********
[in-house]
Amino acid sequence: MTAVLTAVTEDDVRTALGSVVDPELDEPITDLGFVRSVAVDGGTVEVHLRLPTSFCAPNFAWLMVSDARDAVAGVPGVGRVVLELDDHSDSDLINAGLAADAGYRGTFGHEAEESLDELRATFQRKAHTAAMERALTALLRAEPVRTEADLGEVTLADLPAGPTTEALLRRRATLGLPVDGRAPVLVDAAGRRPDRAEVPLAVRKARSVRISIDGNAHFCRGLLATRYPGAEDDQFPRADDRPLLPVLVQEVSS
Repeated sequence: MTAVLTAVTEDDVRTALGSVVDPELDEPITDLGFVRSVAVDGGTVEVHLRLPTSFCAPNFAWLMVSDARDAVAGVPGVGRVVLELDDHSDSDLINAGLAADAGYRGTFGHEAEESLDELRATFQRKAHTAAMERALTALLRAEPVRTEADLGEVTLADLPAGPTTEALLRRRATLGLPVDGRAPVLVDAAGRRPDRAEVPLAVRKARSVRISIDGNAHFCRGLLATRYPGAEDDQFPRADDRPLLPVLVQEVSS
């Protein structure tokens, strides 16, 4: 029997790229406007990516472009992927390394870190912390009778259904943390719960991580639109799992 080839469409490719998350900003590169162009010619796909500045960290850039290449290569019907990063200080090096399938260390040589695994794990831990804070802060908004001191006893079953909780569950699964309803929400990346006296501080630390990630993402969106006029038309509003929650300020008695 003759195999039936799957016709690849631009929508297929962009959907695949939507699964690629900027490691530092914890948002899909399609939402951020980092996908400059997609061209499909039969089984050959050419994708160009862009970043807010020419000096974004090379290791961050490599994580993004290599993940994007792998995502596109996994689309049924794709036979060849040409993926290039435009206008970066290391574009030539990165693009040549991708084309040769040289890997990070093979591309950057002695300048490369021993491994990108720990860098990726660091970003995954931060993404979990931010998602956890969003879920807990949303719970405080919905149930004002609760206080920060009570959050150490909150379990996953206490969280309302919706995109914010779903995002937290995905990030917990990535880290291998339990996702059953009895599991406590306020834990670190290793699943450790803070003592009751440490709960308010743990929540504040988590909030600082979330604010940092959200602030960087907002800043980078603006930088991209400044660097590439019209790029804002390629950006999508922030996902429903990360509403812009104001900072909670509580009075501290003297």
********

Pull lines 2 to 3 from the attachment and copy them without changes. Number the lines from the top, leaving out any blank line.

Amino acid sequence: MTAVLTAVTEDDVRTALGSVVDPELDEPITDLGFVRSVAVDGGTVEVHLRLPTSFCAPNFAWLMVSDARDAVAGVPGVGRVVLELDDHSDSDLINAGLAADAGYRGTFGHEAEESLDELRATFQRKAHTAAMERALTALLRAEPVRTEADLGEVTLADLPAGPTTEALLRRRATLGLPVDGRAPVLVDAAGRRPDRAEVPLAVRKARSVRISIDGNAHFCRGLLATRYPGAEDDQFPRADDRPLLPVLVQEVSS
Repeated sequence: MTAVLTAVTEDDVRTALGSVVDPELDEPITDLGFVRSVAVDGGTVEVHLRLPTSFCAPNFAWLMVSDARDAVAGVPGVGRVVLELDDHSDSDLINAGLAADAGYRGTFGHEAEESLDELRATFQRKAHTAAMERALTALLRAEPVRTEADLGEVTLADLPAGPTTEALLRRRATLGLPVDGRAPVLVDAAGRRPDRAEVPLAVRKARSVRISIDGNAHFCRGLLATRYPGAEDDQFPRADDRPLLPVLVQEVSS